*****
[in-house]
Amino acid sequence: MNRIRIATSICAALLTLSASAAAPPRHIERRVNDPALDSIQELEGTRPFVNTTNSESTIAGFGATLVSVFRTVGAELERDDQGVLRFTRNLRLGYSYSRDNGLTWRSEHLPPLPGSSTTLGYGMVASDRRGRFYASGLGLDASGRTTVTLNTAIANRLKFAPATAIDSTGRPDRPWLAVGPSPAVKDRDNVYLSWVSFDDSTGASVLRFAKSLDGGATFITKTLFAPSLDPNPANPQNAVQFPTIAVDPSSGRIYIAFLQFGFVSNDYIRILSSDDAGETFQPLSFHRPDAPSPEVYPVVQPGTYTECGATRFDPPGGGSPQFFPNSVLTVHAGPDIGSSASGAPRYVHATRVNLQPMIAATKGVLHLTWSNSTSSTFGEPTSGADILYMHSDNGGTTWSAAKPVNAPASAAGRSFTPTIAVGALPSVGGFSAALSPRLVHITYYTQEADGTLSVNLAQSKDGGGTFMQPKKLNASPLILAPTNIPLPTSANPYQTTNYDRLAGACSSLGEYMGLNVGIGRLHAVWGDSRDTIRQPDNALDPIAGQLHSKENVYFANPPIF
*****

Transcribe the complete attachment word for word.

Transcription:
[in-house]
Amino acid sequence: MNRIRIATSICAALLTLSASAAAPPRHIERRVNDPALDSIQELEGTRPFVNTTNSESTIAGFGATLVSVFRTVGAELERDDQGVLRFTRNLRLGYSYSRDNGLTWRSEHLPPLPGSSTTLGYGMVASDRRGRFYASGLGLDASGRTTVTLNTAIANRLKFAPATAIDSTGRPDRPWLAVGPSPAVKDRDNVYLSWVSFDDSTGASVLRFAKSLDGGATFITKTLFAPSLDPNPANPQNAVQFPTIAVDPSSGRIYIAFLQFGFVSNDYIRILSSDDAGETFQPLSFHRPDAPSPEVYPVVQPGTYTECGATRFDPPGGGSPQFFPNSVLTVHAGPDIGSSASGAPRYVHATRVNLQPMIAATKGVLHLTWSNSTSSTFGEPTSGADILYMHSDNGGTTWSAAKPVNAPASAAGRSFTPTIAVGALPSVGGFSAALSPRLVHITYYTQEADGTLSVNLAQSKDGGGTFMQPKKLNASPLILAPTNIPLPTSANPYQTTNYDRLAGACSSLGEYMGLNVGIGRLHAVWGDSRDTIRQPDNALDPIAGQLHSKENVYFANPPIF